“Gully Boy”… A softer than expected, but hugely entertaining and beautifully made street-rapper story

Posted on February 10, 2019


Spoilers ahead…

Read the full review on Film Companion, here: https://www.filmcompanion.in/gully-boy-movie-review-berlin-film-festival-2019-ranveer-singh-zoya-akhtar-baradwaj-rangan/

Zoya Akhtar’s Gully Boy acknowledges its inspirations right on top: “This film is a shout-out to the original gully boys, Naezy and DIVINE.” Naezy’s life was briefly chronicled in Disha Noyonika Rindani’s documentary Bombay 70, where the rapper explains that his given name, Naved, means “messenger of happiness.” The name of Gully Boy’s protagonist (played by Ranveer Singh) is significant, too. He’s Murad: “desire”. And his desire is break free of his circumstances. It’s not easy. When his father (Vijay Raaz) brings home a second wife, the sounds of the shehnai echo across their little pocket of Dharavi. Murad plugs in his earphones, and for a while, another music — his music — fills his world. But quickly, his father yanks the cord and the earphone slips out. It’s back to the shehnai. The neighbourhood engulfs him all over again.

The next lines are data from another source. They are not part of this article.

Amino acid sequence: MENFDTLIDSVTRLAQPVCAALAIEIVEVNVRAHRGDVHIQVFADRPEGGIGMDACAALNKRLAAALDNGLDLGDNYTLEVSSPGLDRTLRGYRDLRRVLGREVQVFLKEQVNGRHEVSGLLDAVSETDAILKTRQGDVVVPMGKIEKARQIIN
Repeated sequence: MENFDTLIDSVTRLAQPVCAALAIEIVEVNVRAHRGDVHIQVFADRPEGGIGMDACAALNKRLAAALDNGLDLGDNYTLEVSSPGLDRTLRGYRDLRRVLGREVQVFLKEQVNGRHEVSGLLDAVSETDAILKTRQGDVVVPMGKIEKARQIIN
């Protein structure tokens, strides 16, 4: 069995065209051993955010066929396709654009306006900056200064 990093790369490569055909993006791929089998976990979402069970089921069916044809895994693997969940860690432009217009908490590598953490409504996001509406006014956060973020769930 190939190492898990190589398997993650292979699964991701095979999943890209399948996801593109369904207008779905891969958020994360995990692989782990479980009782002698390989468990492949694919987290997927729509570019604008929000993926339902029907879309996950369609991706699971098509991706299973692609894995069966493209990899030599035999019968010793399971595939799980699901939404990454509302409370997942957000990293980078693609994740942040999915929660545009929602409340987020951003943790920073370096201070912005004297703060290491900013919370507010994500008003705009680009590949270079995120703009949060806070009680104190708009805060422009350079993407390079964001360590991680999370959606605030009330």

Even outside, at work (he’s employed by his uncle), he’s never allowed to forget who he is, where he’s from. This uncle (Vijay Maurya, who also wrote the dialogues; the screenplay is by Zoya and Reema Kagti) reminds him that he is destined to be a servant: one who serves others, like his father, who drives around a society lady. A lot of the time, the cinematographer Jay Oza locks his camera onto Murad’s face — it’s as though the man is boxed in not just by fate but also by the frame. But Murad has other plans. The rather on-the -nose song Ek Hee Raasta goes: Chalte chalte kahin ek mod aata hai / Seedhe raste se bilkul alag / Koi deewana hi hota hai jo udhar jata hai. Translation: Only a madman will take the path less travelled, and Murad is that madman. He discovers he can give vent to his feelings with lyrics like these, which are tailor-made for rap. Or as Naezy’s mother in Bombay 70 would put it: “English ki poetry zor zor se bol raha hai.”

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